The magic of volunteering reaches over 12 cities

A closer look at one of the country’s most prominent youth-led NGOs

Tulika Chaturvedi

Chennai, Mar 1: It was on a sultry Independence Day afternoon 13 years ago that a team of two doctors and an IT professional were finally able to achieve their dream of creating an accessible volunteering platform.

Cited as one of India’s largest youth volunteer organizations, Bhumi was founded by Dr. Prahalathan K.K., Dr. Harishankar, and Ayyanar Elumalai, and functions with the help of as many as 18,000 volunteers, consisting of mostly students and working professionals. It has been instrumental in providing supplementary education to children in shelter homes, orphanages, and slums in cities like Chennai, Coimbatore, Bengaluru, Chandigarh, Delhi, Hyderabad, Jaipur, Kolkata, Mumbai, Pune, Thanjavur, Trichy, and more.

“We have about 600 volunteers in Chennai working with at least 45 different institutions,” says Ganesh Kumar, HR Head for their Shelter Home projects. “Besides our education programs which come under Ignite, we undertake civic initiatives for Catalyze, which include campaigns, marathons, and workshops for environmental conservation, road safety, animal welfare, and cleanliness drives.”

“We look for volunteers that can afford to commit to Bhumi for at least six months,” he adds, “It is important for them to be articulate and know how to deal with children. We place them in teaching programs based on whichever subjects they’re inclined towards, be it arts, science, mathematics, or even sports.”

Remembering Bhumi’s fondest success story, Dr.Prahalathan says, “During one of our earliest projects in 2006, we came across a very bright boy in Thirumullaivoyal; he now teaches children at the same center and also in three other neighbouring villages.” Since Prahalathan is a practicing ophthalmologist, he doesn’t partake in the teaching process but looks into volunteer mobilization, fundraising, and managing PR campaigns.

Although the NGO has earned credit in the social-work circuit for its substantial work, it is not deprived of logistical issues. “There are times when we have to cancel classes as third-parties like donors might want to host events of their own, and orphanages have no option but to prioritize them,” says Ganesh, “Other times, volunteers may take too many days off in a row for their semester-exams or academic opportunities outside the city, but they should understand that it is hard to build a rapport with the children and lack of consistency demotivates them.”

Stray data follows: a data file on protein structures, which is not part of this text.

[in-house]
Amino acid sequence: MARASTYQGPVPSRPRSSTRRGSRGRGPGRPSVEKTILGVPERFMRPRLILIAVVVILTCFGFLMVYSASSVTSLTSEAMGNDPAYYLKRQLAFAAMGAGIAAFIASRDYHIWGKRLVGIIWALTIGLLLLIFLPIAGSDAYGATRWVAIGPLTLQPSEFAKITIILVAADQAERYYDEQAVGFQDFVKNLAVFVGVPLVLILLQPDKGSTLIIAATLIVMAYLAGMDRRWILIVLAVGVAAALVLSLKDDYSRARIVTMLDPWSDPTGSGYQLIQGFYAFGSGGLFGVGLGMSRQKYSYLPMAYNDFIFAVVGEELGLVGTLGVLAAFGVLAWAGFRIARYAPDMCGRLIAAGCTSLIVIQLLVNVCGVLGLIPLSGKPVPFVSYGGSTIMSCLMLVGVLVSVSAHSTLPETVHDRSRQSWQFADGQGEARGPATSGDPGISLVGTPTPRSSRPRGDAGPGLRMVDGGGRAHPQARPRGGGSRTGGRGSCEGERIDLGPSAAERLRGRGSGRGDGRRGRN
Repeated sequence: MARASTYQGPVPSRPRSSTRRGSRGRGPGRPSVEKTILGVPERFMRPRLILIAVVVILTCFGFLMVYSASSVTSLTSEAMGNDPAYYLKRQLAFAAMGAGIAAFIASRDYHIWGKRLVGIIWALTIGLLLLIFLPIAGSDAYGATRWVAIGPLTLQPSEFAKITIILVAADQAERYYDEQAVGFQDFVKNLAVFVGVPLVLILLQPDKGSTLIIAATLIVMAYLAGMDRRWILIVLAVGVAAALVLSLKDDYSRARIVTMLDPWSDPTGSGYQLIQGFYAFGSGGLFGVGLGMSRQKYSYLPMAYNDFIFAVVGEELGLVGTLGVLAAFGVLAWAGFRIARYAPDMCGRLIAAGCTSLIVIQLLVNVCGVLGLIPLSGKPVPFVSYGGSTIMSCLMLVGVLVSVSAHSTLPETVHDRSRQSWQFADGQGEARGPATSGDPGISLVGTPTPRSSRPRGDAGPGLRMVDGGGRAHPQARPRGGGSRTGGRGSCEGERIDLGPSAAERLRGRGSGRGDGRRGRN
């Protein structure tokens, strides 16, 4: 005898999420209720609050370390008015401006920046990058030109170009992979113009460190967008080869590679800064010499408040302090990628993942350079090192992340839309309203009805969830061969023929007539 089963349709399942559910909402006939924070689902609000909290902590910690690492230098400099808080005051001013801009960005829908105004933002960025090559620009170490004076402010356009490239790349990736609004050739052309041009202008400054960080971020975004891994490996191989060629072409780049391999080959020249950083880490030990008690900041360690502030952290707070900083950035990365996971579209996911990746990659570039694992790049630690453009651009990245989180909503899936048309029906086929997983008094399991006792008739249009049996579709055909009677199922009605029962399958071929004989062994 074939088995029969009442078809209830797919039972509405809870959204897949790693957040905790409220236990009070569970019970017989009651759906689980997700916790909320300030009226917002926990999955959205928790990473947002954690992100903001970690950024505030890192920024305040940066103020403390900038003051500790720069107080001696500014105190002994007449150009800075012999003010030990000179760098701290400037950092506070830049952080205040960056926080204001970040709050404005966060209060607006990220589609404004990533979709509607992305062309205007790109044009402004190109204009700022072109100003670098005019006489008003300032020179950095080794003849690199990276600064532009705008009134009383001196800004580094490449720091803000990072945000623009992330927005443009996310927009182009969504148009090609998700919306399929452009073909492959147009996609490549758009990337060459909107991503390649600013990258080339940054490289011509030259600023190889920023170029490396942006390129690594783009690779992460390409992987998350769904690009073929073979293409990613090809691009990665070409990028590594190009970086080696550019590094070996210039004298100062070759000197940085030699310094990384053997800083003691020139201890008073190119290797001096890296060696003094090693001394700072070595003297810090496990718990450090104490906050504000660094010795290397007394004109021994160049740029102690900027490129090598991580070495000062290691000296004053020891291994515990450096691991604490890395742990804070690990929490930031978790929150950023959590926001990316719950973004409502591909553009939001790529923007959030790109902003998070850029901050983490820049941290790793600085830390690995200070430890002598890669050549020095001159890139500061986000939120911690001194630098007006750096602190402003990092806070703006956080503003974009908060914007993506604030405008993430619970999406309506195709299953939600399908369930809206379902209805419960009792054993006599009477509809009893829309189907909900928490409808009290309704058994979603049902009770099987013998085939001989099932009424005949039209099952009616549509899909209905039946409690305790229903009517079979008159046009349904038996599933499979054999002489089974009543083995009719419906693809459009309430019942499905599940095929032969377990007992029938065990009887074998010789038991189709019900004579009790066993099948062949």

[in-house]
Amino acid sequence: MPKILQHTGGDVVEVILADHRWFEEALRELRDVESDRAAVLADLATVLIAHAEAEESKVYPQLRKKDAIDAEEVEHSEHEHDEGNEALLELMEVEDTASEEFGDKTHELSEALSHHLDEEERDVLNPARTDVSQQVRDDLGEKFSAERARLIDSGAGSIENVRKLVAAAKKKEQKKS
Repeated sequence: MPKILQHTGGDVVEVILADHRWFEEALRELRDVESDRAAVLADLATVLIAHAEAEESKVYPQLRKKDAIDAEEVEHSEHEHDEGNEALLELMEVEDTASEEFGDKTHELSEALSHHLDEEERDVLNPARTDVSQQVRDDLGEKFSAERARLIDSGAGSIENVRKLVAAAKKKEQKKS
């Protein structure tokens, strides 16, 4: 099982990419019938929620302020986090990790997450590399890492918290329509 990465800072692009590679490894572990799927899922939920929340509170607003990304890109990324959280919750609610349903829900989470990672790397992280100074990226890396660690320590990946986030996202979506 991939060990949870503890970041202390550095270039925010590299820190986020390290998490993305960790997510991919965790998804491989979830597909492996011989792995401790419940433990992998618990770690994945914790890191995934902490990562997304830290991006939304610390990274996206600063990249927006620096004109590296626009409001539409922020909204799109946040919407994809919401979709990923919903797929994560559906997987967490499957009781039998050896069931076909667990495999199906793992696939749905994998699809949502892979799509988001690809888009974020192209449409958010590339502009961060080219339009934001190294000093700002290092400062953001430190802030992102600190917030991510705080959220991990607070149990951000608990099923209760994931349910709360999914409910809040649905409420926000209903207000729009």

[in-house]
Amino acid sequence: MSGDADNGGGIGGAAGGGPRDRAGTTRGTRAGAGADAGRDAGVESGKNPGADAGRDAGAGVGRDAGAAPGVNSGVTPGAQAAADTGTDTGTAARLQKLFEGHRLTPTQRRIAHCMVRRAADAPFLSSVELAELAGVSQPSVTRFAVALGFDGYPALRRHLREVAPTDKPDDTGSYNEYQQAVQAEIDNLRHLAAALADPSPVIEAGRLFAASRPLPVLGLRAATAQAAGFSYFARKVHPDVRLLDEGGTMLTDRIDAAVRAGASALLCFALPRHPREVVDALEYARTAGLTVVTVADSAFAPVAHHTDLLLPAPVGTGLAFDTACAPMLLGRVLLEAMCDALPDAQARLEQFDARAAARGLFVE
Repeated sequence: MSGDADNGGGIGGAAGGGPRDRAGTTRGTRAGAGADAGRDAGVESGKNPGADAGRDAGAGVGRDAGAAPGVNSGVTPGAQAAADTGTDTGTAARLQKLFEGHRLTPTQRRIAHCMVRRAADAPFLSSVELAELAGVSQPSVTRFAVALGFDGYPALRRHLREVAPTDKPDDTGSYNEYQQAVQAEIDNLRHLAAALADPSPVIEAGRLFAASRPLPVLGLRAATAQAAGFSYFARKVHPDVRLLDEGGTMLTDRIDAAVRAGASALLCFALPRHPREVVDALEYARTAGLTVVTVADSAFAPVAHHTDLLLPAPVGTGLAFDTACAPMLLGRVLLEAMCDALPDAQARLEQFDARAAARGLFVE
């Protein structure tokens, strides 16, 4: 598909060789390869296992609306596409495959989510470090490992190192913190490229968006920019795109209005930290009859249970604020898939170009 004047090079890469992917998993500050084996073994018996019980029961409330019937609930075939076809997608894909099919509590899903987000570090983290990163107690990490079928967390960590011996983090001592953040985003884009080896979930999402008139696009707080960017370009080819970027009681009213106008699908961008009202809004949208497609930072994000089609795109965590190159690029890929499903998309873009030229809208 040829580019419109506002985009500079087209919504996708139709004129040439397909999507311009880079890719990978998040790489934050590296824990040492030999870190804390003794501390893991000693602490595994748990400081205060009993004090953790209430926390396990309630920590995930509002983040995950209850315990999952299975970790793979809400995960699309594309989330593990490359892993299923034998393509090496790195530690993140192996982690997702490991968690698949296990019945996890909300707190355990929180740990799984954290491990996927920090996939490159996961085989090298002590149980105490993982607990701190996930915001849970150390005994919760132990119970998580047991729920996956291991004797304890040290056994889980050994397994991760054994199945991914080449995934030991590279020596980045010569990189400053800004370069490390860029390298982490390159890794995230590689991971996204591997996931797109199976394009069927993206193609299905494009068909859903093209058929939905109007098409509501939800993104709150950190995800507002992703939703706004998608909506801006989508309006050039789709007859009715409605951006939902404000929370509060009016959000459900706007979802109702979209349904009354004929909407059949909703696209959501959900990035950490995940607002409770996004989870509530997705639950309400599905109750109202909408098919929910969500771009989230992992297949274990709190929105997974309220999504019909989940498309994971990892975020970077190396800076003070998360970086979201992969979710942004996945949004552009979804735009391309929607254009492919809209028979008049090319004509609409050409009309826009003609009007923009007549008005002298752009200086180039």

Instances of the volunteers’ dedication are not hard to come across though. “I got a chance to visit an all-boys orphanage and the team was distributing gifts to the children,” says Aarthi Ramnath, a media student who interned with the organization in 2016, “It seemed like the kids and the volunteers knew each other very well; they kept cracking jokes on each other and received the gifts with big smiles.”

“Bhumi has an extremely inclusive work environment,” adds another volunteer, Madhumita Raghavan, a student of social-work who worked for the Speak Out project (teaching English to primary school children) in Mumbai. “Volunteers and any ideas they pitch are received respectfully – it’s like being part of a big family of people from different backgrounds that constantly engage and enrich you. It is heartwarming when the children open up to us about their aspirations, make us believe we’re headed in the right direction.“ she quips.

“We are working with 25,000 children at the moment and aim to cross ten lakh in the next ten years,” adds Prahalathan, “The goal is to reach as many children as possible and create a meaningful contribution to their lives so that someday they feel comfortable in giving back to someone else.”

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